Unlocking New Fragrances – A Game-Changing Breakthrough in the Fragrance World

Nose Smell

Scientists at UC San Francisco have created the first molecular-level 3D image of how an odor molecule activates a human olfactory receptor, opening the way to new insights into olfaction and its applications in fragrance and food science. The breakthrough allows researchers to potentially design new scents by understanding the interactions between scent molecules and scent receptors.

The first molecular images of olfaction have opened the door to the creation of new scents.

Scientists at UC San Francisco (UCSF) have achieved a major breakthrough in our understanding of smell by creating the first molecular-level 3D image of how an odor molecule activates a human olfactory receptor. This achievement is a major breakthrough in unraveling the complexity of the sense of smell.

Findings published in the journal NatureIt is expected to rekindle interest in the science of fragrance, with implications for fragrances, food science, and more. Olfactory receptors, which are proteins on the surface of olfactory cells that bind to odor molecules, make up half of the most diverse and extensive family of receptors in our body. A wider understanding of them lays the foundation for new discoveries in various biological processes.

“This has been a huge goal in the field for some time,” said Aashish Manglik, MD, Ph.D., associate professor of pharmaceutical chemistry and senior author of the study. The dream, he said, is to map the interactions of thousands of scent molecules with hundreds of odorant receptors so that a chemist can design a molecule and predict how it will smell.

“But we haven’t been able to create this map because without an image, we don’t know how the odor molecules interact with the corresponding odor receptors,” Manglik said.

The picture paints the smell of cheese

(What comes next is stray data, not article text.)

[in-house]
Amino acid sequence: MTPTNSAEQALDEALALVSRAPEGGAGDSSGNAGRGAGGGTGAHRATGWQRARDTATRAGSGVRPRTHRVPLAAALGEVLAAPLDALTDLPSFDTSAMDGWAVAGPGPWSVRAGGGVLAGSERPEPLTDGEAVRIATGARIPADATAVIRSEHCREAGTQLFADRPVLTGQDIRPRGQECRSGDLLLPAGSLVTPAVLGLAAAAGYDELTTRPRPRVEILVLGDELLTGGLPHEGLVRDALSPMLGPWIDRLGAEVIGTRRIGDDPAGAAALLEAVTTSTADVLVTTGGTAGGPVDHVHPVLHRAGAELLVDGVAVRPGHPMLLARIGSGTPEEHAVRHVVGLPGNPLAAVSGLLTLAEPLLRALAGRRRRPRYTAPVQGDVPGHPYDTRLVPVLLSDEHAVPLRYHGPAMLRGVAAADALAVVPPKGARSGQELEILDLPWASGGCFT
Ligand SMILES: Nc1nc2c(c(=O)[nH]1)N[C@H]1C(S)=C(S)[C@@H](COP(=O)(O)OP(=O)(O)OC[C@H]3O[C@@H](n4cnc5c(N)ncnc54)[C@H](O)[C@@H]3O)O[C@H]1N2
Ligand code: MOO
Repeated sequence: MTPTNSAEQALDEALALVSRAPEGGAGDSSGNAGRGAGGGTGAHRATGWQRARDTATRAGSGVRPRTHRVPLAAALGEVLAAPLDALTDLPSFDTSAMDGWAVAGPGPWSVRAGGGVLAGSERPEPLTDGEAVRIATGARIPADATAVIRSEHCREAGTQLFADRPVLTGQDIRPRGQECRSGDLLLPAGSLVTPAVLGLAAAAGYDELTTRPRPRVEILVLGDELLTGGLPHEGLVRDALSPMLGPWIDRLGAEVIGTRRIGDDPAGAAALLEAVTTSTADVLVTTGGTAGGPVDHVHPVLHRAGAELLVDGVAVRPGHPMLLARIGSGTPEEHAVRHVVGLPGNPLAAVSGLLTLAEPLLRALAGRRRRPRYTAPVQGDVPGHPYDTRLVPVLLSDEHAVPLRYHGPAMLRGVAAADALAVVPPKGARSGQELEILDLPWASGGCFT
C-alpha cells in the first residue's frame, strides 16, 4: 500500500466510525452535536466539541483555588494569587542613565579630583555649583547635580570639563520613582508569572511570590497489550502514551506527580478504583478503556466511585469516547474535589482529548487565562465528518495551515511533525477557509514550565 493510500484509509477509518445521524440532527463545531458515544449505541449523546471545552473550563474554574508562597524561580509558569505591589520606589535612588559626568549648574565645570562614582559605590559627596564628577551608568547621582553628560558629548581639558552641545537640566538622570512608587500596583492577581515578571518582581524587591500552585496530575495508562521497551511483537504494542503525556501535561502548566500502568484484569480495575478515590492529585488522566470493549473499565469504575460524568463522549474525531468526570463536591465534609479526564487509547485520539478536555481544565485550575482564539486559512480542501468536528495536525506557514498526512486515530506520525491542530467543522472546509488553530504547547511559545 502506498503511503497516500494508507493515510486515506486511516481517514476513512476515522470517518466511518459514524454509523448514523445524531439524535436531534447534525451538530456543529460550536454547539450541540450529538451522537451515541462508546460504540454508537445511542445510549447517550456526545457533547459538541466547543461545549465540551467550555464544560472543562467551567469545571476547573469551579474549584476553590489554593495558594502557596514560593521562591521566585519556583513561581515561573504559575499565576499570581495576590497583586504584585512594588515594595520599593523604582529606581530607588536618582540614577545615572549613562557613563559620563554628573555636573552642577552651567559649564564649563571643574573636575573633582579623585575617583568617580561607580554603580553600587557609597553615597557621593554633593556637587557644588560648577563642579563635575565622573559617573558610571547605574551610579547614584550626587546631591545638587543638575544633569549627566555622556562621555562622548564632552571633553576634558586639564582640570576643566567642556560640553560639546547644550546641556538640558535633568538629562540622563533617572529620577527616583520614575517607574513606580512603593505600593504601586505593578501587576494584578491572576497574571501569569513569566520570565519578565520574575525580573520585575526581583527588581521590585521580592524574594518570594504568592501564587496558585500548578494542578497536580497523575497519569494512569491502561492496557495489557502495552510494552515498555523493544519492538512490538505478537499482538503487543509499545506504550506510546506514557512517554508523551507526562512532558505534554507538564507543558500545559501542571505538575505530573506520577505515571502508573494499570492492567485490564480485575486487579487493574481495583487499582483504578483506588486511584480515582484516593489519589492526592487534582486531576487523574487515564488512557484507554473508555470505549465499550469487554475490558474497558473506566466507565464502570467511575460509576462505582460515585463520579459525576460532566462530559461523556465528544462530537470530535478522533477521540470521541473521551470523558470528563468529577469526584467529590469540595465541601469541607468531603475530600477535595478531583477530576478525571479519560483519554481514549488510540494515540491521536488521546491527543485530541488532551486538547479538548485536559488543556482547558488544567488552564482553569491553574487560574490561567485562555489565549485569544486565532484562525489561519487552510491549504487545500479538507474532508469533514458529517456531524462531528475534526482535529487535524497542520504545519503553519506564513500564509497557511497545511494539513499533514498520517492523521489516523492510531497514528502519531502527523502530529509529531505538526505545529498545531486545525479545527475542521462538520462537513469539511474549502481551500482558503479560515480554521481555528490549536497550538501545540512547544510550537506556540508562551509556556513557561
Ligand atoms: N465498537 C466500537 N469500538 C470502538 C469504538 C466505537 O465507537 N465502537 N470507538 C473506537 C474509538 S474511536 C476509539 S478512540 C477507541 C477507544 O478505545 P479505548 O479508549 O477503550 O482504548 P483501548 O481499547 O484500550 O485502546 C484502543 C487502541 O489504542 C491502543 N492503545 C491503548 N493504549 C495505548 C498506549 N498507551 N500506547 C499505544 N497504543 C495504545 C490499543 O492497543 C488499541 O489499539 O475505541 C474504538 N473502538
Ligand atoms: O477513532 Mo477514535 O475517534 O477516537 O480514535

Smell involves about 400 unique receptors. Each of the hundreds of thousands of scents we can detect is made of a mixture of different odor molecules. Each type of molecule can be detected by a series of receptors, creating a puzzle for the brain to solve every time the nose detects something new.

“It’s like pressing piano keys to make a chord,” said Hiroaki Matsunami, Ph.D., a professor of molecular genetics and microbiology at Duke University and a close collaborator of Manglik. For the past two decades, Matsunami’s work has focused on deciphering olfaction. “Seeing how an odorant receptor binds to an odorant explains how it works at a fundamental level.”

To create this image, Manglik’s lab used a type of imaging called cryo-electron microscopy (cryo-EM), which allows researchers to see the structure of atoms and study the molecular shapes of proteins. But before Manglik’s team could visualize an olfactory receptor binding to an odor molecule, they first had to purify sufficient amounts of the receptor protein.

Olfactory receptors are very difficult, some say impossible, to make in the laboratory for such purposes.

Manglik and Matsunami’s teams looked for an odorant receptor that was abundant in both the body and the nose, thinking it might be easier to make artificially, and one that could also detect water-soluble odors. They settled on a receptor called OR51E2, which is known to respond to propionate, the molecule that contributes to the sharp smell of Swiss cheese.